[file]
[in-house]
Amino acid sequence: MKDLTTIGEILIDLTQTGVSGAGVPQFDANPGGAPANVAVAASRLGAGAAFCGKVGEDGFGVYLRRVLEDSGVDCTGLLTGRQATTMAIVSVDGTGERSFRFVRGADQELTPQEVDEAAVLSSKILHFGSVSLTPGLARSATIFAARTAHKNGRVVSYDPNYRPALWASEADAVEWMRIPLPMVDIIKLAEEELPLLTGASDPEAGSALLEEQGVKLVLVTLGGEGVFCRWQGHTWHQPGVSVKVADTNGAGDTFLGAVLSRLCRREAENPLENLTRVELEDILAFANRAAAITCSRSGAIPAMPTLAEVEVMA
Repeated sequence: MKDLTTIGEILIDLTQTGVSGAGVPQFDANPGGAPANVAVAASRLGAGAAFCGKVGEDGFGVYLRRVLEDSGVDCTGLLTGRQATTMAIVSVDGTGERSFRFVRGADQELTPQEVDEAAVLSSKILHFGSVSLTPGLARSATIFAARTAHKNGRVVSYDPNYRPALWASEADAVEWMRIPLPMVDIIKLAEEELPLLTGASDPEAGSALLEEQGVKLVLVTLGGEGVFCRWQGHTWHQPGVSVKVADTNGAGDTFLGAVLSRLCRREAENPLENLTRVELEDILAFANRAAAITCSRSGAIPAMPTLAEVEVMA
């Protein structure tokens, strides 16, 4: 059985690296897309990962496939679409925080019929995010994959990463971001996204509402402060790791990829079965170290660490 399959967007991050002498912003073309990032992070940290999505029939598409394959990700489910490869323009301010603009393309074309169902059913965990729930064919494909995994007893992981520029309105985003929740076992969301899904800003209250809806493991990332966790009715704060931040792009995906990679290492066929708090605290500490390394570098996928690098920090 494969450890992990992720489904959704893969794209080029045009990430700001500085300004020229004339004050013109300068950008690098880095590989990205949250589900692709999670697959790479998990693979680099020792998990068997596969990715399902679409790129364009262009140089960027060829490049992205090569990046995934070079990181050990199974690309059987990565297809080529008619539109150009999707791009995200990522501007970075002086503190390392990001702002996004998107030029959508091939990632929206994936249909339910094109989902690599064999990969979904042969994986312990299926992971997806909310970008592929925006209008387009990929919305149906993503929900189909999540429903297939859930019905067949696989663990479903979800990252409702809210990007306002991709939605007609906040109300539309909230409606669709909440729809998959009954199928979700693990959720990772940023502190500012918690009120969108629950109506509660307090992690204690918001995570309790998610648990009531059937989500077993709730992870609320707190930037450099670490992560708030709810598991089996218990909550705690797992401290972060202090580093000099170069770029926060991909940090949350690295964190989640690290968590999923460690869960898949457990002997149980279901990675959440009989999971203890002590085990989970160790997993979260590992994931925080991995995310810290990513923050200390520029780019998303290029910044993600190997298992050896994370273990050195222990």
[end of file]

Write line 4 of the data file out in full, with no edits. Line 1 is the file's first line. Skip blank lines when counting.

């Protein structure tokens, strides 16, 4: 059985690296897309990962496939679409925080019929995010994959990463971001996204509402402060790791990829079965170290660490 399959967007991050002498912003073309990032992070940290999505029939598409394959990700489910490869323009301010603009393309074309169902059913965990729930064919494909995994007893992981520029309105985003929740076992969301899904800003209250809806493991990332966790009715704060931040792009995906990679290492066929708090605290500490390394570098996928690098920090 494969450890992990992720489904959704893969794209080029045009990430700001500085300004020229004339004050013109300068950008690098880095590989990205949250589900692709999670697959790479998990693979680099020792998990068997596969990715399902679409790129364009262009140089960027060829490049992205090569990046995934070079990181050990199974690309059987990565297809080529008619539109150009999707791009995200990522501007970075002086503190390392990001702002996004998107030029959508091939990632929206994936249909339910094109989902690599064999990969979904042969994986312990299926992971997806909310970008592929925006209008387009990929919305149906993503929900189909999540429903297939859930019905067949696989663990479903979800990252409702809210990007306002991709939605007609906040109300539309909230409606669709909440729809998959009954199928979700693990959720990772940023502190500012918690009120969108629950109506509660307090992690204690918001995570309790998610648990009531059937989500077993709730992870609320707190930037450099670490992560708030709810598991089996218990909550705690797992401290972060202090580093000099170069770029926060991909940090949350690295964190989640690290968590999923460690869960898949457990002997149980279901990675959440009989999971203890002590085990989970160790997993979260590992994931925080991995995310810290990513923050200390520029780019998303290029910044993600190997298992050896994370273990050195222990």